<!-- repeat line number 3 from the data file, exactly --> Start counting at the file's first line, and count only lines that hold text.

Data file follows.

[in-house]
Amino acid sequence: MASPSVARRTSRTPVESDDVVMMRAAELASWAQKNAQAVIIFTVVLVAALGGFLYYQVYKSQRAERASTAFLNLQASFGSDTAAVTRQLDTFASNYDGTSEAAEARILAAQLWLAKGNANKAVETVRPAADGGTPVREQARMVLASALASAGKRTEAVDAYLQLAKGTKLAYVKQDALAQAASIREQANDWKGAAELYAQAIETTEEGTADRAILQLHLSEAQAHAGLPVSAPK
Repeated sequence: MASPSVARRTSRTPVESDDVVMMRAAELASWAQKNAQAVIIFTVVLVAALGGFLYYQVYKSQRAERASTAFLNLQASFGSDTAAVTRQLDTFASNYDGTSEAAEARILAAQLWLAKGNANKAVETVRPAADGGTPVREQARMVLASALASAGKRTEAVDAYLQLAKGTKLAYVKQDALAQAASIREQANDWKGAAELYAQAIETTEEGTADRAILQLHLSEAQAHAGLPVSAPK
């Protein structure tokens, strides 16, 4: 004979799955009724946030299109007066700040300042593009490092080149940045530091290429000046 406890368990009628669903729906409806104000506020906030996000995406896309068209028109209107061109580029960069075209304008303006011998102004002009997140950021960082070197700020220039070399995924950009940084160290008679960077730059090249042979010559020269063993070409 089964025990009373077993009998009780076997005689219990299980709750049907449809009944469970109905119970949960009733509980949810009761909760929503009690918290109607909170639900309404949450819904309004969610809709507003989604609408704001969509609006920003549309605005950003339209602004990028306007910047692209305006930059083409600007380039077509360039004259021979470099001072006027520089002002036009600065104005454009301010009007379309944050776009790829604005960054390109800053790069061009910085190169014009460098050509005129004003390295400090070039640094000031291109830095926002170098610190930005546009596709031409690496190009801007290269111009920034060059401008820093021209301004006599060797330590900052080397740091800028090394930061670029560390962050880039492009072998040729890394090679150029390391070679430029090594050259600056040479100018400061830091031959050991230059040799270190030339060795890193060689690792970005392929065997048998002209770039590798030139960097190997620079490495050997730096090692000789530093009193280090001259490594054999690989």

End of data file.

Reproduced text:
Repeated sequence: MASPSVARRTSRTPVESDDVVMMRAAELASWAQKNAQAVIIFTVVLVAALGGFLYYQVYKSQRAERASTAFLNLQASFGSDTAAVTRQLDTFASNYDGTSEAAEARILAAQLWLAKGNANKAVETVRPAADGGTPVREQARMVLASALASAGKRTEAVDAYLQLAKGTKLAYVKQDALAQAASIREQANDWKGAAELYAQAIETTEEGTADRAILQLHLSEAQAHAGLPVSAPK